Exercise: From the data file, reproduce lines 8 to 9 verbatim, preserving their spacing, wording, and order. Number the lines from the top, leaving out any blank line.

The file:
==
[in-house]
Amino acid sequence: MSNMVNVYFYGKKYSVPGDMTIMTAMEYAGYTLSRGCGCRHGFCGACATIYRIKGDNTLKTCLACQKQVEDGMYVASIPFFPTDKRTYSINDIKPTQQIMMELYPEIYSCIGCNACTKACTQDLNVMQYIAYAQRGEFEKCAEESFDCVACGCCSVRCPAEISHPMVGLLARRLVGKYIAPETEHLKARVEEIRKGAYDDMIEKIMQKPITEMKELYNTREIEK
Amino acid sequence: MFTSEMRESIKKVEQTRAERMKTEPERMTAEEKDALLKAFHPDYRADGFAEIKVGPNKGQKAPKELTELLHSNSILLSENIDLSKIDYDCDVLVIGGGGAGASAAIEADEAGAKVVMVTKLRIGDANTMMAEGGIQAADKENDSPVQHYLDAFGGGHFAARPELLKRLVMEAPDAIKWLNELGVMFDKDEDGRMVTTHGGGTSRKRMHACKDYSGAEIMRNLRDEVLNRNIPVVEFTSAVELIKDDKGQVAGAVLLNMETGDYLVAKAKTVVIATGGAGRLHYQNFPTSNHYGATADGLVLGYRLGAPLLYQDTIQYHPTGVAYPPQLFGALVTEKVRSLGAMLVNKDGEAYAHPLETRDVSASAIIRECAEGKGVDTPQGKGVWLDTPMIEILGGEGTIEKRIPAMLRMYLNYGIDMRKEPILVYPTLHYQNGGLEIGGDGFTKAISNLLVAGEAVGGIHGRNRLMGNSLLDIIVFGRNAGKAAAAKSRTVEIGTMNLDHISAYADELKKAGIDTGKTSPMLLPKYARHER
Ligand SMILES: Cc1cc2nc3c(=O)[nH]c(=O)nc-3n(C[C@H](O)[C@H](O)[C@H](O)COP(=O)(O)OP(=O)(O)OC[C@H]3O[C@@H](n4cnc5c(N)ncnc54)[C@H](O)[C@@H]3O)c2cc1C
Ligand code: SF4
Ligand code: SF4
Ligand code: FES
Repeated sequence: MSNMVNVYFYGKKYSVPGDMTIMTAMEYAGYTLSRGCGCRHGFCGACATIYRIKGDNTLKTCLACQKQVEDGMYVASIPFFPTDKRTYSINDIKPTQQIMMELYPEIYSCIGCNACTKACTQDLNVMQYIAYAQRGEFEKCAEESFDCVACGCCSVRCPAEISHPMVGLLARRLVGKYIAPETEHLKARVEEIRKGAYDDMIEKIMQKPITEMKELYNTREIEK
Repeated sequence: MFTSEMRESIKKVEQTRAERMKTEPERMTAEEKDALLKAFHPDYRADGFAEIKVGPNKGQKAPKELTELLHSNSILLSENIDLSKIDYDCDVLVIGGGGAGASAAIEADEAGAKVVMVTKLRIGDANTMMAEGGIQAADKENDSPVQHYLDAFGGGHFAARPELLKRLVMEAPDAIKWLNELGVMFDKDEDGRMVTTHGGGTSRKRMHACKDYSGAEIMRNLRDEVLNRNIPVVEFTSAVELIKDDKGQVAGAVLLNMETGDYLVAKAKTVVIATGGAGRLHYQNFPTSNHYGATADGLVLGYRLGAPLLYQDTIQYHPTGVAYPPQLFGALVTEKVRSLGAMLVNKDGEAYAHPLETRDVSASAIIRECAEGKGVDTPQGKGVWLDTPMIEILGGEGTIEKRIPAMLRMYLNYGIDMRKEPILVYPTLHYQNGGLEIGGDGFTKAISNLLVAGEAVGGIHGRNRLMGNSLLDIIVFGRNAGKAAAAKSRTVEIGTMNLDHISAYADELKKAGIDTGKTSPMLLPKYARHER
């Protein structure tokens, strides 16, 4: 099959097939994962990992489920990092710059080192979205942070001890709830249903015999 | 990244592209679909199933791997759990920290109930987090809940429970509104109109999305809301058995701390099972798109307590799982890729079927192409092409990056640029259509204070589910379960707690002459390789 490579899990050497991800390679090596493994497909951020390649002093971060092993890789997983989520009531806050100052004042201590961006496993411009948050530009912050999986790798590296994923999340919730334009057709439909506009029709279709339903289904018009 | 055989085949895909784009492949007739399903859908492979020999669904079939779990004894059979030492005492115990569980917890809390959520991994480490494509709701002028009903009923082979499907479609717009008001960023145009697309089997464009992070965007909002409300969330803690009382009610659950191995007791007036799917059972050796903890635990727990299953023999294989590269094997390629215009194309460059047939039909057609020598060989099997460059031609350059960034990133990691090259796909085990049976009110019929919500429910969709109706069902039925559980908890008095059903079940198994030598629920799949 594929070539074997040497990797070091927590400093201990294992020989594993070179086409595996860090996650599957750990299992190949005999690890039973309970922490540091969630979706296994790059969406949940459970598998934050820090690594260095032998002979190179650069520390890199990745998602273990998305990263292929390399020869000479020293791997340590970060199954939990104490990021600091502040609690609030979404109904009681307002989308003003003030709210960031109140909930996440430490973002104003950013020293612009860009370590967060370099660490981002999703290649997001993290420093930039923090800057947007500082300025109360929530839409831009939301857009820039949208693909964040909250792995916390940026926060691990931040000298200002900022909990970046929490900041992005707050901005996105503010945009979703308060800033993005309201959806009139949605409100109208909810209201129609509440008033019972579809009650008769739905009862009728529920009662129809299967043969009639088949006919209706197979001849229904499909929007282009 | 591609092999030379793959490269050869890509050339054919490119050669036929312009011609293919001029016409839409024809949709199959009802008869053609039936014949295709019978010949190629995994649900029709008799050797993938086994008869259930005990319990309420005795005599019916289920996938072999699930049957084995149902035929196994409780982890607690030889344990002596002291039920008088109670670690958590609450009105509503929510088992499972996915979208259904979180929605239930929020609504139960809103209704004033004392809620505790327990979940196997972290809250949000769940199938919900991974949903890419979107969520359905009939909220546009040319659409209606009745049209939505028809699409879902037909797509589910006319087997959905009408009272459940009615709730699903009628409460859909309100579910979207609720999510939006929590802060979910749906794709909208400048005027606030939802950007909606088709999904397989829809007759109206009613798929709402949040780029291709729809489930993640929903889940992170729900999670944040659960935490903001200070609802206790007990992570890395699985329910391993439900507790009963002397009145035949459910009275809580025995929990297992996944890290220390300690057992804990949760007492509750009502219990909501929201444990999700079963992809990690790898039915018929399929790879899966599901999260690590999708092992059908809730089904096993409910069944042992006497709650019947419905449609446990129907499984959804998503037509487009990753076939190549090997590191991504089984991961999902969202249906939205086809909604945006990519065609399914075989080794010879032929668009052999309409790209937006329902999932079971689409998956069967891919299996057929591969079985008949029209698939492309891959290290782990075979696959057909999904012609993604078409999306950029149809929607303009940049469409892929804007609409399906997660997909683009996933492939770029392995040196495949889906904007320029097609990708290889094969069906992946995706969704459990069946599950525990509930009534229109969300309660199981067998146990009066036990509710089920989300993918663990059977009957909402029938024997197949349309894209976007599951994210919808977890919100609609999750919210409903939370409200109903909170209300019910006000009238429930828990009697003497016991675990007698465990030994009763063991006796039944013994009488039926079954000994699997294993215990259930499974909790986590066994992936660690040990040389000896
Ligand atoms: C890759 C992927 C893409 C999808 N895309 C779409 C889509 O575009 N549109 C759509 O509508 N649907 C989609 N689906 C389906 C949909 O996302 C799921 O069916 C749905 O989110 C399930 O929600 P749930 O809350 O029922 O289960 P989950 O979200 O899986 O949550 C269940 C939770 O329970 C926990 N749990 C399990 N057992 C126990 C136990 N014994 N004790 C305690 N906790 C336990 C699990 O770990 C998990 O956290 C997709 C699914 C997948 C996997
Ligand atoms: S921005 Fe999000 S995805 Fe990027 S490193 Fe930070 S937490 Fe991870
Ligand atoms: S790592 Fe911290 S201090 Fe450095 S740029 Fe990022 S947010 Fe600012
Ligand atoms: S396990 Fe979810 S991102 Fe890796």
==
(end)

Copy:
Repeated sequence: MSNMVNVYFYGKKYSVPGDMTIMTAMEYAGYTLSRGCGCRHGFCGACATIYRIKGDNTLKTCLACQKQVEDGMYVASIPFFPTDKRTYSINDIKPTQQIMMELYPEIYSCIGCNACTKACTQDLNVMQYIAYAQRGEFEKCAEESFDCVACGCCSVRCPAEISHPMVGLLARRLVGKYIAPETEHLKARVEEIRKGAYDDMIEKIMQKPITEMKELYNTREIEK
Repeated sequence: MFTSEMRESIKKVEQTRAERMKTEPERMTAEEKDALLKAFHPDYRADGFAEIKVGPNKGQKAPKELTELLHSNSILLSENIDLSKIDYDCDVLVIGGGGAGASAAIEADEAGAKVVMVTKLRIGDANTMMAEGGIQAADKENDSPVQHYLDAFGGGHFAARPELLKRLVMEAPDAIKWLNELGVMFDKDEDGRMVTTHGGGTSRKRMHACKDYSGAEIMRNLRDEVLNRNIPVVEFTSAVELIKDDKGQVAGAVLLNMETGDYLVAKAKTVVIATGGAGRLHYQNFPTSNHYGATADGLVLGYRLGAPLLYQDTIQYHPTGVAYPPQLFGALVTEKVRSLGAMLVNKDGEAYAHPLETRDVSASAIIRECAEGKGVDTPQGKGVWLDTPMIEILGGEGTIEKRIPAMLRMYLNYGIDMRKEPILVYPTLHYQNGGLEIGGDGFTKAISNLLVAGEAVGGIHGRNRLMGNSLLDIIVFGRNAGKAAAAKSRTVEIGTMNLDHISAYADELKKAGIDTGKTSPMLLPKYARHER